The United States operates border preclearance facilities at a number of ports and airports around the world, including Dublin Airport and Shannon Airport. The preclearance facilities at Dublin Airport and Shannon Airport are now under intense scrutiny following President Trump’s recent Executive Order suspending all refugees’ entry to the US for  a 120 day period,  and issuing an indefinite ban on refugees from Syria and a 90-day ban on citizens from Iran, Iraq, Libya, Somalia, Sudan, Syria and Yemen.

President Trump’s blanket immigration ban based on nationality is unlawfully discriminatory, and in breach of our State’s obligations under the Irish Constitution, the European Convention of Human  Rights, and the Charter of Fundamental Rights.  It is now a matter of urgency that the Irish Government takes immediate steps to cease this practice on Irish soil. Otherwise, Ireland will be facilitating the US’s unlawful immigration practices, and will be open to liability to each individual affected.

Ireland initially entered an agreement with the US in 1986 to operate pre clearance facilities at Shannon Airport, and subsequently at Dublin Airport also. The Aviation (Preclearance) Act 2009 now governs the area.

The Act directs that the Minister for Transport may designate places within an airport in the State as an area within which preclearance to  the US may be carried out by Preclearance Officers and  Preclearance Officers are United States Customs and Border Protection officials.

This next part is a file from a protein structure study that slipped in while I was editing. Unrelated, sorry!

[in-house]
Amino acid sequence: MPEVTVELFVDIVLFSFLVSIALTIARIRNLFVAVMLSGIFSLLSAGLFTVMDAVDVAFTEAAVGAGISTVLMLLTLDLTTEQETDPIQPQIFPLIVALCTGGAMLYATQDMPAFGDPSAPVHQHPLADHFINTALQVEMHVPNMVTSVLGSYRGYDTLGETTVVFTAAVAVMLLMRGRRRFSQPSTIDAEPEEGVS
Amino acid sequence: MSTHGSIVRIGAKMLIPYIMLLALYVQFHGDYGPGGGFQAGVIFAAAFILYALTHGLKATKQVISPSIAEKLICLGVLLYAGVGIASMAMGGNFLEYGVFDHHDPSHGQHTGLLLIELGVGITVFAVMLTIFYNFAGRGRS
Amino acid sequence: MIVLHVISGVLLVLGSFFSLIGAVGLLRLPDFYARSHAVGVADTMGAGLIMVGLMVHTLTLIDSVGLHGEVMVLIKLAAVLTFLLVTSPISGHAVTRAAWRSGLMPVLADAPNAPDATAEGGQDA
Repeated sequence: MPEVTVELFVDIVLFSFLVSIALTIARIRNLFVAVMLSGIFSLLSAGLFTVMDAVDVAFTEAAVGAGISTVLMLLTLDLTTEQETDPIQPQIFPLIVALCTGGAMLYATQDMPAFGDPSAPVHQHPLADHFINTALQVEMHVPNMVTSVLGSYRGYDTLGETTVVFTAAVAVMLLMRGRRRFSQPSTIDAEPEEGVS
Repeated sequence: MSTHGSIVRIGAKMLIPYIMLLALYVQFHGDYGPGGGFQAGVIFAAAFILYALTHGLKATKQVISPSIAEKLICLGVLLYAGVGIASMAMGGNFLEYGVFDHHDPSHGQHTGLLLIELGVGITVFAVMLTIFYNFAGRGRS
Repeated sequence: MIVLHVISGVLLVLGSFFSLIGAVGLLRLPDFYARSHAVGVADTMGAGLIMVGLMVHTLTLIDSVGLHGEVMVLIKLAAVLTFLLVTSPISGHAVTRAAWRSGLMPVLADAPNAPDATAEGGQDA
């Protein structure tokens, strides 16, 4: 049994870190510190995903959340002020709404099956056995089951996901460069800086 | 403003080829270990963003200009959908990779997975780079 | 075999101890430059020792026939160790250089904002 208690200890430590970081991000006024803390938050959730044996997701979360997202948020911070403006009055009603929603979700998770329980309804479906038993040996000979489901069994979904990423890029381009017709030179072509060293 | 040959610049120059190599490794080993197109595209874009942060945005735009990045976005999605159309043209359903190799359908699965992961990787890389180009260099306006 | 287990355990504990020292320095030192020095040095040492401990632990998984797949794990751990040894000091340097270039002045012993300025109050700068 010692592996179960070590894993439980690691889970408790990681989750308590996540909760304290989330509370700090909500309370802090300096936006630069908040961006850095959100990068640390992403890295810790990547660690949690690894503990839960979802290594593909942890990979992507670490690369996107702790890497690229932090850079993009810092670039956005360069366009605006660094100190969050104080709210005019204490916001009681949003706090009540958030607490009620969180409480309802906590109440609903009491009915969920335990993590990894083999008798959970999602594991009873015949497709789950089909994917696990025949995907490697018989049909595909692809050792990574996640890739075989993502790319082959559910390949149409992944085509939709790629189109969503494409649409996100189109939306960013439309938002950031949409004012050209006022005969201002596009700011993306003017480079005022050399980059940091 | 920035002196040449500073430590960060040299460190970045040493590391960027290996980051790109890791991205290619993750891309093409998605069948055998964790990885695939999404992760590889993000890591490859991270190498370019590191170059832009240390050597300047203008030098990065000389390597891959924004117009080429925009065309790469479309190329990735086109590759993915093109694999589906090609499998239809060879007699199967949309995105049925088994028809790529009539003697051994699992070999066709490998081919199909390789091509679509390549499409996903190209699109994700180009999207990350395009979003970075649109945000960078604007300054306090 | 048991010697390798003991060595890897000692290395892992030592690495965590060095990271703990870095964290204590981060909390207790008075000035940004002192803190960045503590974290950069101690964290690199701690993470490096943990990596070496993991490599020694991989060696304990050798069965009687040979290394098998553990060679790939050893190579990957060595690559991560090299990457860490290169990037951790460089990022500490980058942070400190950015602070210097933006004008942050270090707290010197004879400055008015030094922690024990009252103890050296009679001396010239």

The Act directs that Preclearance Officers may take and process applications from travellers seeking permission to land in the US, ask for the production of travel documents and other documents supporting the traveller’s application for permission to enter and examine such documents when produced, ask questions relating to the traveller’s eligibility to enter the United States, search such traveller and his or her goods,  arrest persons without warrant, where he or she reasonably suspects that the person poses an immediate threat (including the possession of a weapon) to the safety of officers or other persons in the preclearance area, and  review or revoke permission to enter the US.

The Act provides wide powers of detention to the Preclearance Officers, who may detain any person without warrant where  the Preclearance Officer reasonably suspects that the person has committed an indictable offence under the laws of the State or obstructed/attempted to obstruct a Preclearance  Officer in the performance of his or her functions under the Act.

Furthermore the the Preclearance Officer may request the assistance of an Irish law enforcement officer with respect to arresting a person who is deemed a threat, and the  Act directs that the Irish law enforcement officer shall assist a preclearance officer.

The Act therefore permits wide ranging powers of arrest and detention without warrant in the Preclearance area, and in some instances requires members of An Garda Siochana to assist.

The wide ranging powers given to  the US Preclearance Officers while operating on Irish soil is deeply troubling in light of the draconian US ban on refugees and persons from certain designated States (Iran, Iraq, Libya, Somalia, Sudan, Syria and Yemen).

We call on Mr Kenny’s urgent intervention to suspend the operation of the The Aviation (Preclearance) Act 2009  for the duration  of President Trump’s immigration bans.

Berkeley Solicitors Immigration Team